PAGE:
Friday Finds: Heartache Help
Fact: We all experience rejection. (Sometimes on a daily basis.)
It can be a tough road to navigate – especially in relationships. So the last point I want to make about navigating through heartache is that we need to learn to embrace rejection.
I present to you, “The Art of Rejection” by Halyley DiMarco & Michael DiMarco. I’ve quoted their book several times over the past week with good reason. This little book helped me to view my own breakup with rational and logical thoughts. I couldn’t get past my wounded feelings and needed fresh perspective.
The DiMarcos firmly and gently helped me to navigate all of the emotions and dilemmas that come along relationship rejection.
From the back cover: Rejection Happens. And it’s never fun. But with the right perspective, you can turn it into something positive. Learn how to view rejection as an art form instead of a painful experience that requires healing. In The Art of Rejection you’ll find…
-Reasons why it’s okay to break up
-Do’s and Don’t of calling it quits
-What to do when rejection happens to you
This book didn’t just help me in dating relationships, I’ve referred to this book countless times when I feel rejected by friends, acquaintances, and even places of employment. If you are struggling to move past a broken relationship, this might be a great little book for you.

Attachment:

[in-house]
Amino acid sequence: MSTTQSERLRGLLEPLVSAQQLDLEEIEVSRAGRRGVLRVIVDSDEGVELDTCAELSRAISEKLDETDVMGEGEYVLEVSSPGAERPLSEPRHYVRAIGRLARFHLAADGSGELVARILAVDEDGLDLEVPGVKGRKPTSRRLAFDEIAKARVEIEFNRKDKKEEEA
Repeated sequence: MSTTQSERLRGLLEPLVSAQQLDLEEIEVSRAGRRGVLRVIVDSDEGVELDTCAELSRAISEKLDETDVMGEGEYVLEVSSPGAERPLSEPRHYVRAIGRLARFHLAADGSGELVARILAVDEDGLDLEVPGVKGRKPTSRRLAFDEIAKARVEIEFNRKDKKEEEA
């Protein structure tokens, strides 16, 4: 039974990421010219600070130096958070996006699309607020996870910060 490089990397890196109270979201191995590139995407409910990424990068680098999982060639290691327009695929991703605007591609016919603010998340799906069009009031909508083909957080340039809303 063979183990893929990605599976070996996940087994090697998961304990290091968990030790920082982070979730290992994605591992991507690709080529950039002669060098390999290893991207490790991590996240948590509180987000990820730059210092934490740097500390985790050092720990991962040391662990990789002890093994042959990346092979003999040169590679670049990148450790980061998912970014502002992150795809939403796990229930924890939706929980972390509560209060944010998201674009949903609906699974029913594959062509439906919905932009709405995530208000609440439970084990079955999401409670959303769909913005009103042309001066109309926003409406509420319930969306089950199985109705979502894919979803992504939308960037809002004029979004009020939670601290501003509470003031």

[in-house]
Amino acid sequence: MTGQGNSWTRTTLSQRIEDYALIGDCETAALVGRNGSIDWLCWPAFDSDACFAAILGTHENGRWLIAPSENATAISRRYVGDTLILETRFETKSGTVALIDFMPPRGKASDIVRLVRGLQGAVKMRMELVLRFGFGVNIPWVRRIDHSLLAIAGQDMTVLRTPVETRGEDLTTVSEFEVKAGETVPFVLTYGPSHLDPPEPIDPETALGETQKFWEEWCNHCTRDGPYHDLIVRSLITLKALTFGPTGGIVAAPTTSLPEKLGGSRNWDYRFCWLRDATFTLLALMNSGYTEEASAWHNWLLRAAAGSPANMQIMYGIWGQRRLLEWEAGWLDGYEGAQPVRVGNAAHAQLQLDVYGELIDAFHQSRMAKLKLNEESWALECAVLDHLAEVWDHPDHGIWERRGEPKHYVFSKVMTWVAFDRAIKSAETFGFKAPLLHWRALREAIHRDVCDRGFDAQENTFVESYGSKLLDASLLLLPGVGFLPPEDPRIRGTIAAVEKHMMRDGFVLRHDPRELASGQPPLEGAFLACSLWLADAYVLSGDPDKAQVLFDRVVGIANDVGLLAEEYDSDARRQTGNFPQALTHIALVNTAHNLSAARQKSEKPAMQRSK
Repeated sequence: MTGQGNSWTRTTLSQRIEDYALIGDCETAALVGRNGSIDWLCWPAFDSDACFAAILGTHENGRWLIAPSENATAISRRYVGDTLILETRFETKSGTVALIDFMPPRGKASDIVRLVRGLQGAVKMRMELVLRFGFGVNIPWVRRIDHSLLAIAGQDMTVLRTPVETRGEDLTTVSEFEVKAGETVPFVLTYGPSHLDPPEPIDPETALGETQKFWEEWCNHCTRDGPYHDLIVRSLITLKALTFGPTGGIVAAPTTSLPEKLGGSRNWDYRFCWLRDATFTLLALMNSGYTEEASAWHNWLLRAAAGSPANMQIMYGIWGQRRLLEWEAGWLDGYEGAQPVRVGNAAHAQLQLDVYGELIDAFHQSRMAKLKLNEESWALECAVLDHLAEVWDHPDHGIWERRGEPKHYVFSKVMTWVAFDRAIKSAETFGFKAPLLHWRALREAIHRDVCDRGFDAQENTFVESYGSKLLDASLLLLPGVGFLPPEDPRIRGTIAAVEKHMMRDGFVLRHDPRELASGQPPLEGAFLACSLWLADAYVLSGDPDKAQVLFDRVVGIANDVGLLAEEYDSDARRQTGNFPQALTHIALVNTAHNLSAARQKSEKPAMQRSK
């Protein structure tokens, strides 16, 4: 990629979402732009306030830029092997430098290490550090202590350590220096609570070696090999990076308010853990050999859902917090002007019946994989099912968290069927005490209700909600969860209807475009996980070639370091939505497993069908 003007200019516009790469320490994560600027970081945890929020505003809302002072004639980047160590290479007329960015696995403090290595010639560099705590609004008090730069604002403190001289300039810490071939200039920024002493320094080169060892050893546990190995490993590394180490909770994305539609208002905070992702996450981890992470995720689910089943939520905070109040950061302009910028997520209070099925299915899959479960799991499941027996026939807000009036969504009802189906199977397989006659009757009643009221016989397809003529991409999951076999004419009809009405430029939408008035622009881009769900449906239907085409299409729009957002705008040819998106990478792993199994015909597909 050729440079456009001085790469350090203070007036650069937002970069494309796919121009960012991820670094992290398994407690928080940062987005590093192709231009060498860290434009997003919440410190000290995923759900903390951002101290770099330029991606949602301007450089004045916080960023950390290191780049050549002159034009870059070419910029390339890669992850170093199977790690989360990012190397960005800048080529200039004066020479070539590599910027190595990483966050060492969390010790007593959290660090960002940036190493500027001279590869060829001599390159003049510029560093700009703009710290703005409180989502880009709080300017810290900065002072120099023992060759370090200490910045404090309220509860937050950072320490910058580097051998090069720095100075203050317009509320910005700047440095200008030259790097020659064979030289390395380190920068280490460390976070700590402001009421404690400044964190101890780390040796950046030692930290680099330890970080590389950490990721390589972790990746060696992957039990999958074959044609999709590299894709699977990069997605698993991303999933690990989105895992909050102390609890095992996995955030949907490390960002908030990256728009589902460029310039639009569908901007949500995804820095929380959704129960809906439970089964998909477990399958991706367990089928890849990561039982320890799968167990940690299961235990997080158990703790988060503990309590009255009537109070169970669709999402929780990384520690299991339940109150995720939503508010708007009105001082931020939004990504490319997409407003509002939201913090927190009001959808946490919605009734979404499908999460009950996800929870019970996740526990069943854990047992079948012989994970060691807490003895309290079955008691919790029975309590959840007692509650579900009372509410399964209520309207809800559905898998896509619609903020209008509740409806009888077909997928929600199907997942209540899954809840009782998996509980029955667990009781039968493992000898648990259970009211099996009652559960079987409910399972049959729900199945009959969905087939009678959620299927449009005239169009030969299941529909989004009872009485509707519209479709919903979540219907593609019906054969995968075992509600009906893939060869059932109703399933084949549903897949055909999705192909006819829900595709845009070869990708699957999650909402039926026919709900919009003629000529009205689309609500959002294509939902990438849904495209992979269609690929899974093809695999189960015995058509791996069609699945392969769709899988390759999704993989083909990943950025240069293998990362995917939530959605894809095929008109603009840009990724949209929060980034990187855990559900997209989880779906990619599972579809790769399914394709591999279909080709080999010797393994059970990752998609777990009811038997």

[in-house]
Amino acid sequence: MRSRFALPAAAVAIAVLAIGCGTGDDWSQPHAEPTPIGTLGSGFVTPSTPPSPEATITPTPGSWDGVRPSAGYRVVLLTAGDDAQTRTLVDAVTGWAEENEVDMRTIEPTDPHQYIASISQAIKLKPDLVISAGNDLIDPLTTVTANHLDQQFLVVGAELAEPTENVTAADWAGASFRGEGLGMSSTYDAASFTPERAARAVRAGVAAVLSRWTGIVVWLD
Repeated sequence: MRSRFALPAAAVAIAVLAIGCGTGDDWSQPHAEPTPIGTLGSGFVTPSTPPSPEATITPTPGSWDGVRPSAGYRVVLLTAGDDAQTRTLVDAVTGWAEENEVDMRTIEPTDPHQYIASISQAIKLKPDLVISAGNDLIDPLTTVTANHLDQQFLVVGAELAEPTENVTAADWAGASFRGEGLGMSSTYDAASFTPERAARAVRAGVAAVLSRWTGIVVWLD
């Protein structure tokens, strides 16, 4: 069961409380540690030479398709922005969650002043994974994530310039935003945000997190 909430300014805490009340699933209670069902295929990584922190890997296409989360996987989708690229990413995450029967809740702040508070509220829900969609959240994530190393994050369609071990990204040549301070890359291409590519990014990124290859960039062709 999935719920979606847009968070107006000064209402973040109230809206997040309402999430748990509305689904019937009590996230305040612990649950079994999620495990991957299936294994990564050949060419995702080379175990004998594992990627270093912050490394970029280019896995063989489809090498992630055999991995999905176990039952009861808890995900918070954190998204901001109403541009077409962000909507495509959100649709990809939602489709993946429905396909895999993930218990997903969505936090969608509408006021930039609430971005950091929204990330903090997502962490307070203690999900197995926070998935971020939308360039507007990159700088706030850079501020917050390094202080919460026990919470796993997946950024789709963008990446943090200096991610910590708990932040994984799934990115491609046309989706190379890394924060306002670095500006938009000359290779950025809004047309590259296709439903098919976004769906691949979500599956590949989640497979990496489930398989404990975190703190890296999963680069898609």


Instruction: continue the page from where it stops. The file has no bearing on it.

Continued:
I’ll close with one of my favorite paragraphs from the book:
“YES, you are good enough, but you aren’t for them. Those are two different issues. YOUR goodness has nothing to do with them. You are two different people with two different lives that happened to cross. Just because this person has rejected you doesn’t mean you are defective or bad.” The Art of Rejection
May we always remember in the midst of our heartaches that we serve a God who is all too familiar with feelings of rejection and hurt. “He was despised and rejected by men, a man of sorrows, and familiar with suffering. Like one from whom men hide their faces he was despised, and we esteemed him not.” Isaiah 53:3
(The bulk of this post is from a previous entry in April of 2011.)